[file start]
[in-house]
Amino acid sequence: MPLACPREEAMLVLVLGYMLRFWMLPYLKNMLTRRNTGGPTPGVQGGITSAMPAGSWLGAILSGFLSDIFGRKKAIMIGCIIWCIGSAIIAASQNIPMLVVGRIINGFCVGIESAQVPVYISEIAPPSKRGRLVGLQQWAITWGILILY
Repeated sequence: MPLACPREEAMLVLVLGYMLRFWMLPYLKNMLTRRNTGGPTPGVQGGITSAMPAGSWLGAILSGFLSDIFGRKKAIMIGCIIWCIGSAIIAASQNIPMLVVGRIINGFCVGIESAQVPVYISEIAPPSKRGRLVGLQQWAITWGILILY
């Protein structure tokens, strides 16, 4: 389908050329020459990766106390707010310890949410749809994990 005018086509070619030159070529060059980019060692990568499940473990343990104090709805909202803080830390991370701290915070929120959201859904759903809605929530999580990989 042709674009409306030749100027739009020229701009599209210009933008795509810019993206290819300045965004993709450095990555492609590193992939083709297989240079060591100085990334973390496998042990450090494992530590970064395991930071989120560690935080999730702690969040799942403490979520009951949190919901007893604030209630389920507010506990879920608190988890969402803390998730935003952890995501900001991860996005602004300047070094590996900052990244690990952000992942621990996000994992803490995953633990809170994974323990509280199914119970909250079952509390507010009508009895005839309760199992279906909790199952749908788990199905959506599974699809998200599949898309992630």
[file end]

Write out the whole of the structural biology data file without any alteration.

[in-house]
Amino acid sequence: MPLACPREEAMLVLVLGYMLRFWMLPYLKNMLTRRNTGGPTPGVQGGITSAMPAGSWLGAILSGFLSDIFGRKKAIMIGCIIWCIGSAIIAASQNIPMLVVGRIINGFCVGIESAQVPVYISEIAPPSKRGRLVGLQQWAITWGILILY
Repeated sequence: MPLACPREEAMLVLVLGYMLRFWMLPYLKNMLTRRNTGGPTPGVQGGITSAMPAGSWLGAILSGFLSDIFGRKKAIMIGCIIWCIGSAIIAASQNIPMLVVGRIINGFCVGIESAQVPVYISEIAPPSKRGRLVGLQQWAITWGILILY
């Protein structure tokens, strides 16, 4: 389908050329020459990766106390707010310890949410749809994990 005018086509070619030159070529060059980019060692990568499940473990343990104090709805909202803080830390991370701290915070929120959201859904759903809605929530999580990989 042709674009409306030749100027739009020229701009599209210009933008795509810019993206290819300045965004993709450095990555492609590193992939083709297989240079060591100085990334973390496998042990450090494992530590970064395991930071989120560690935080999730702690969040799942403490979520009951949190919901007893604030209630389920507010506990879920608190988890969402803390998730935003952890995501900001991860996005602004300047070094590996900052990244690990952000992942621990996000994992803490995953633990809170994974323990509280199914119970909250079952509390507010009508009895005839309760199992279906909790199952749908788990199905959506599974699809998200599949898309992630």